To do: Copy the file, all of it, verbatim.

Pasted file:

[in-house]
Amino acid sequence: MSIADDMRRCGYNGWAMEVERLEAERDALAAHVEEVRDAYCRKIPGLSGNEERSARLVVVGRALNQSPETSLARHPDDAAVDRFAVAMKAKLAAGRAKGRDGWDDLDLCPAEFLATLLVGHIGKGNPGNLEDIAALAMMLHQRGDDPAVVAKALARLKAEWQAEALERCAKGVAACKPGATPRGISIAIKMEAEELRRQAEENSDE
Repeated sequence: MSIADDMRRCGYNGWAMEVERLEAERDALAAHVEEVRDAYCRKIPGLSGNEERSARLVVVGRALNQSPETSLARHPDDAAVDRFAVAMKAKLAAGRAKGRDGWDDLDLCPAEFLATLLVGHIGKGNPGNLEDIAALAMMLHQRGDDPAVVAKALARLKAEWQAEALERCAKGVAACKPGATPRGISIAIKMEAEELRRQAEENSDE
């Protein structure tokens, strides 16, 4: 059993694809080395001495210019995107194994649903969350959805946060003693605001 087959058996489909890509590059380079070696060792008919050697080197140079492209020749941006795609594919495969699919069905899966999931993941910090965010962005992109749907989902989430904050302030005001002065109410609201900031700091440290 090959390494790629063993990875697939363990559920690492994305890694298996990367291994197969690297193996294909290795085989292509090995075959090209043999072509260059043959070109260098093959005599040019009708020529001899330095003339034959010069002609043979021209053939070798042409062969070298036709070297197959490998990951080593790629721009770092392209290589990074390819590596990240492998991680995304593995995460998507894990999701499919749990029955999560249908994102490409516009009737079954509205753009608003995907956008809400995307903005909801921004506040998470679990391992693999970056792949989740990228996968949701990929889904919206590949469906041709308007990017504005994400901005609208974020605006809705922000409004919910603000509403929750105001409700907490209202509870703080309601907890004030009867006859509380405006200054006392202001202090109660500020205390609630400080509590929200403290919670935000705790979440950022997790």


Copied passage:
[in-house]
Amino acid sequence: MSIADDMRRCGYNGWAMEVERLEAERDALAAHVEEVRDAYCRKIPGLSGNEERSARLVVVGRALNQSPETSLARHPDDAAVDRFAVAMKAKLAAGRAKGRDGWDDLDLCPAEFLATLLVGHIGKGNPGNLEDIAALAMMLHQRGDDPAVVAKALARLKAEWQAEALERCAKGVAACKPGATPRGISIAIKMEAEELRRQAEENSDE
Repeated sequence: MSIADDMRRCGYNGWAMEVERLEAERDALAAHVEEVRDAYCRKIPGLSGNEERSARLVVVGRALNQSPETSLARHPDDAAVDRFAVAMKAKLAAGRAKGRDGWDDLDLCPAEFLATLLVGHIGKGNPGNLEDIAALAMMLHQRGDDPAVVAKALARLKAEWQAEALERCAKGVAACKPGATPRGISIAIKMEAEELRRQAEENSDE
């Protein structure tokens, strides 16, 4: 059993694809080395001495210019995107194994649903969350959805946060003693605001 087959058996489909890509590059380079070696060792008919050697080197140079492209020749941006795609594919495969699919069905899966999931993941910090965010962005992109749907989902989430904050302030005001002065109410609201900031700091440290 090959390494790629063993990875697939363990559920690492994305890694298996990367291994197969690297193996294909290795085989292509090995075959090209043999072509260059043959070109260098093959005599040019009708020529001899330095003339034959010069002609043979021209053939070798042409062969070298036709070297197959490998990951080593790629721009770092392209290589990074390819590596990240492998991680995304593995995460998507894990999701499919749990029955999560249908994102490409516009009737079954509205753009608003995907956008809400995307903005909801921004506040998470679990391992693999970056792949989740990228996968949701990929889904919206590949469906041709308007990017504005994400901005609208974020605006809705922000409004919910603000509403929750105001409700907490209202509870703080309601907890004030009867006859509380405006200054006392202001202090109660500020205390609630400080509590929200403290919670935000705790979440950022997790």